7 Ways to Stop the Cycle of Elder Abuse in Nursing Homes
Nursing homes and assisted living facilities may be liable liability for of Elder Abuse.
Elder abuse takes on many forms:
- Physical, and
Nursing homes and assisted living facilities continue to experience record-breaking reports of abuse and neglect. 2 million seniors are victims of elder abuse each year according to the American Psychological Association.
Documented reports of elder abuse likely are but the tip of the iceberg. Some statistics suggest that for every report of elderly abuse, as many as five others go unreported. This means that estimates of elder abuse likely is dramatically higher than the actual reports.
Causes of elder abuse:
A major cause of nursing home neglect is understaffing. Large corporate-run facilities
try to save staffing and labor costs by having skeleton staff numbers when visitation is
low, such as night shift and weekends. Understaffing may result in critical instances of
lack of care and monitoring. Federal and Connecticut regulations mandate that
nursing home employ sufficient nurses and nurse aides to provide appropriate care for
#2: Inadequate Penalties and Sanctions by Licensing Authorities
State licensing authorities are empowered to fine nursing homes and assisted living facilities. All too often fines and sanctions by licensing authorities are inadequate to deter negligent and irresponsible behavior. Nursing homes that are found to have committed or allowed elder abuse should be fined in an amount that deter negligent and irresponsible practices. A nominal or minimal fine will not have a deterrent effect. In addition, enhanced fines for repeat offenders should be levied.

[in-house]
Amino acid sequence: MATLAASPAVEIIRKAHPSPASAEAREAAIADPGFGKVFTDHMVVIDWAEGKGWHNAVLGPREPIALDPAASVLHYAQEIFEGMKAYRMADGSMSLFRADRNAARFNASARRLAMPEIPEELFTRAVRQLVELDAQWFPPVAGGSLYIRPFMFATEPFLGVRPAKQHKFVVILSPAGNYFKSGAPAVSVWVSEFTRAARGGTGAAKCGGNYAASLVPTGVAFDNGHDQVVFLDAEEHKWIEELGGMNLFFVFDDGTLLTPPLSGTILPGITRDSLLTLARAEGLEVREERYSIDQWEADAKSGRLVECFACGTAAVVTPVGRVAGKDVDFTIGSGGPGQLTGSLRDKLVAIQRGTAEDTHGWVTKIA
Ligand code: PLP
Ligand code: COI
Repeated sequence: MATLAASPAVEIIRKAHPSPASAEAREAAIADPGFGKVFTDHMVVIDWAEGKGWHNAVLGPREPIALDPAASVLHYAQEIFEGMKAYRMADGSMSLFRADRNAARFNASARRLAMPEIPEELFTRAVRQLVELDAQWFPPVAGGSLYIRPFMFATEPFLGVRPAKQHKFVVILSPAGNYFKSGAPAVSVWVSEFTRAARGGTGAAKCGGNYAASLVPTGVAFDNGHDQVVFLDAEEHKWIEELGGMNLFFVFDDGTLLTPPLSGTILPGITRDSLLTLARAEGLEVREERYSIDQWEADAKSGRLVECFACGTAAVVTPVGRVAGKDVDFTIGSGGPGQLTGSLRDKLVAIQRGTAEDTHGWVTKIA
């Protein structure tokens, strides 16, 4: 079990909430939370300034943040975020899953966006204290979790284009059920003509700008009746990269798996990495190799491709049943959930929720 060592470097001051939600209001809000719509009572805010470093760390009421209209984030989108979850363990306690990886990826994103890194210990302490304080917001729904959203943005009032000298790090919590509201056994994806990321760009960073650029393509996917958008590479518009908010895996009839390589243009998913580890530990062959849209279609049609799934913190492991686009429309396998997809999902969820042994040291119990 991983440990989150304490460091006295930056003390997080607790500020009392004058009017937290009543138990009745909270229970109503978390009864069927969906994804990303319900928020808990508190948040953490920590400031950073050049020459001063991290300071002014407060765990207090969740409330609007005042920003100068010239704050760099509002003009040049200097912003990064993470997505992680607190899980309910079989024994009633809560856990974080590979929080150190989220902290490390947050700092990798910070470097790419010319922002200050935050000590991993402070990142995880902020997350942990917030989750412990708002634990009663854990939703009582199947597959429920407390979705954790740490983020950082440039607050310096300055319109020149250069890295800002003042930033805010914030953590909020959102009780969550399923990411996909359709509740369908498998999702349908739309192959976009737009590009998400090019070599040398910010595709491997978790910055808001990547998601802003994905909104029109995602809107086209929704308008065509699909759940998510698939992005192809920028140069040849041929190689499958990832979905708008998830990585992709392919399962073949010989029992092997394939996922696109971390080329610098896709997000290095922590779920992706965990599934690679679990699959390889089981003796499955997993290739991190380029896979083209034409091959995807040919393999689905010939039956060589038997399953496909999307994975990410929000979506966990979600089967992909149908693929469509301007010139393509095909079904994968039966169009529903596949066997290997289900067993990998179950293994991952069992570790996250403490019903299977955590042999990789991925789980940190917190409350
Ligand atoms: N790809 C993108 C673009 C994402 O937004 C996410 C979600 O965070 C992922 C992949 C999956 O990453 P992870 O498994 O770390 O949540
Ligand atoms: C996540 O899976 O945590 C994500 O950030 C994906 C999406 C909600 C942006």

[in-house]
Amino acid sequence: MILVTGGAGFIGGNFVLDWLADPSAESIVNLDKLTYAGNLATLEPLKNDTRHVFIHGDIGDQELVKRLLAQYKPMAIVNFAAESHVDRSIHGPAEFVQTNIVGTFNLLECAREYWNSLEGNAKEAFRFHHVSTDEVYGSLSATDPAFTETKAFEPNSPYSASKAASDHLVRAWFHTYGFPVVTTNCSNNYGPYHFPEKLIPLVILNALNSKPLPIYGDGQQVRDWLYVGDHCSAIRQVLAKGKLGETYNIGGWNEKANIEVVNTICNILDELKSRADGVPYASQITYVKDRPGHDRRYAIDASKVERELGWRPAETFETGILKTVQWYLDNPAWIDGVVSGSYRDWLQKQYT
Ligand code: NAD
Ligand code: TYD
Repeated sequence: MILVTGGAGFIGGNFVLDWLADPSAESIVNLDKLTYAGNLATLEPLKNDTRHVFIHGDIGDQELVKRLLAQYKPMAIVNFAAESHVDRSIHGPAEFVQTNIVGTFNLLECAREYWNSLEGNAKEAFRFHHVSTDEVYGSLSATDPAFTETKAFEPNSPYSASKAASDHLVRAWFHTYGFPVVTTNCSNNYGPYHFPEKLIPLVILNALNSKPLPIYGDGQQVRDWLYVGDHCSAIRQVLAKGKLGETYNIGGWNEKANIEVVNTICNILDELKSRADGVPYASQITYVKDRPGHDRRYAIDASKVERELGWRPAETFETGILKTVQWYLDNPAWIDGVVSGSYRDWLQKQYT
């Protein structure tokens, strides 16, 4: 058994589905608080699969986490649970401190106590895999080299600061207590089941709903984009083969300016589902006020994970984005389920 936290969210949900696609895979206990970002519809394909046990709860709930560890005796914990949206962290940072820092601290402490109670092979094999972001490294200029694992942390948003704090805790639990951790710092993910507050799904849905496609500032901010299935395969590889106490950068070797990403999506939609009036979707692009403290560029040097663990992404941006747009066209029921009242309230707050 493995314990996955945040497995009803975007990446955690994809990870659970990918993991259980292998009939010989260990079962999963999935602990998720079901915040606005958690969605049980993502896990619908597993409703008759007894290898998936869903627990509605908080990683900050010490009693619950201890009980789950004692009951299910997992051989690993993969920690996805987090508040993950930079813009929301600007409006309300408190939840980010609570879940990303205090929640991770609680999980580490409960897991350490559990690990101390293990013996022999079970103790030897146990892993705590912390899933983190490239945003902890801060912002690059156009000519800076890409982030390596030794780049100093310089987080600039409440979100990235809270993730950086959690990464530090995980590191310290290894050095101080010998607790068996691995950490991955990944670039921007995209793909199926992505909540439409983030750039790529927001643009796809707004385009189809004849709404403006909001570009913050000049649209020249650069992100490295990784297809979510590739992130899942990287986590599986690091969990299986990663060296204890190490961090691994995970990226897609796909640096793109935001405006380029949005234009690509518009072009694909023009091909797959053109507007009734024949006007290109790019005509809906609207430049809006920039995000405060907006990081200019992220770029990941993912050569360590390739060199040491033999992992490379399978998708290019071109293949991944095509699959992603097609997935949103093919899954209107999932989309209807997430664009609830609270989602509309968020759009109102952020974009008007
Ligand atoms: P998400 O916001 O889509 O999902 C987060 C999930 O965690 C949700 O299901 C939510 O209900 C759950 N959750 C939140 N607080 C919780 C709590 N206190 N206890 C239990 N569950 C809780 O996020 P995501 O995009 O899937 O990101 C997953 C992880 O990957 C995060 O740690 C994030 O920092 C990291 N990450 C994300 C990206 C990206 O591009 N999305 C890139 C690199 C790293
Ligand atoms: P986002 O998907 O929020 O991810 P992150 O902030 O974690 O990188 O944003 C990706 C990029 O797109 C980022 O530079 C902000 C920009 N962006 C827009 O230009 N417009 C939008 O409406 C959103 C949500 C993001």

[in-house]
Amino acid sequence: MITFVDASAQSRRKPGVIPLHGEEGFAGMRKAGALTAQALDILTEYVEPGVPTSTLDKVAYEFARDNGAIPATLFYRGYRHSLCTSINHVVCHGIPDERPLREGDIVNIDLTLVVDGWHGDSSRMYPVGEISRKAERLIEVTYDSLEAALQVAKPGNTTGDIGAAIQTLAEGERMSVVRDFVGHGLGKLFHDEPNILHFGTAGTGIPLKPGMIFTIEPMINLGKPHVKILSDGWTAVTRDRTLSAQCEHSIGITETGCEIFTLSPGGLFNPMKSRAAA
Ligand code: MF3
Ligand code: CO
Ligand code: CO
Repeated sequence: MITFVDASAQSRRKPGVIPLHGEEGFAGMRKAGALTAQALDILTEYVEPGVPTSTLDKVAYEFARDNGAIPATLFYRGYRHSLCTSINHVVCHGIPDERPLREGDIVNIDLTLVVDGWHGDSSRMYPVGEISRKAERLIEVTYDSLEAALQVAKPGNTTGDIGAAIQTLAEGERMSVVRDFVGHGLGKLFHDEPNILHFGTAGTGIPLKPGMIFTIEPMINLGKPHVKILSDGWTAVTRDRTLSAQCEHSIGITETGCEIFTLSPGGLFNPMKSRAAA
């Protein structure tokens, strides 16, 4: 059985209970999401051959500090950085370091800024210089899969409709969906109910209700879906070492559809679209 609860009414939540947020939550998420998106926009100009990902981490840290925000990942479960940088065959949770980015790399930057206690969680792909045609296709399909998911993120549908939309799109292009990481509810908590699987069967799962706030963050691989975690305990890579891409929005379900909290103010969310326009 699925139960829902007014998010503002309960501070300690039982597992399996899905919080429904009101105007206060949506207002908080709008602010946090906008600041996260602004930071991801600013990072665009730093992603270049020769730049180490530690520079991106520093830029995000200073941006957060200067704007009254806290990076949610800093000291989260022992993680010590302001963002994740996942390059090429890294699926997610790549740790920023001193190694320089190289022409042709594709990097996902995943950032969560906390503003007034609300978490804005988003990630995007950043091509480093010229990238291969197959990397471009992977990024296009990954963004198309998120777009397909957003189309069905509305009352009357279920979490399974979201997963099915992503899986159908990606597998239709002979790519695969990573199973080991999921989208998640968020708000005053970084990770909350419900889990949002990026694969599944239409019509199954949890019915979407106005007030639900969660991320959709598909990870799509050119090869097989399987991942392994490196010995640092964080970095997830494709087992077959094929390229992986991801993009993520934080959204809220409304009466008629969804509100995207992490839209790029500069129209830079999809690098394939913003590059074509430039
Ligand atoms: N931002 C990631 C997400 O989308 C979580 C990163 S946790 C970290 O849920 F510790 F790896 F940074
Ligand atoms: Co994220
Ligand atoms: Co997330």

We recently obtained a multi-million dollar recovery in a case of outrageous nursing home neglect. Prior to filing suit, the Connecticut Department of Public Health had fined the facility a mere $3,000. The nursing home was part of a for profit, privately owned chain of nursing homes. The $3,000 fine was of no consequence to the corporation.
#3: How Families and Loved Ones May Prevent Elder Abuse
– Visits at odd times and unannounced visits will keep staff on their toes toprovide better care to your loved one.
– Appoint a Guardian where loved ones do not live locally. Seniors who are isolated are more vulnerable to elder abuse. This includes seniors with family members who live out of state, seniors who are widowed, or those without close relatives. Nursing aides are more likely to neglect residents who do not have visitors. A guardian can be appointed to oversee such seniors care. Another alternative is to enlist a volunteer agency to provide resident visits.
– Regularly Review Financial Statements. Seniors are at a disproportionately high risk of financial elder abuse as they age. Make sure to review and audit financial statements, credit card bills, and bank accounts to assure no one is exploiting the elderly person.
– If you see something, say something. If you witness or suspect elder abuse report it to management and to the state licensing authority.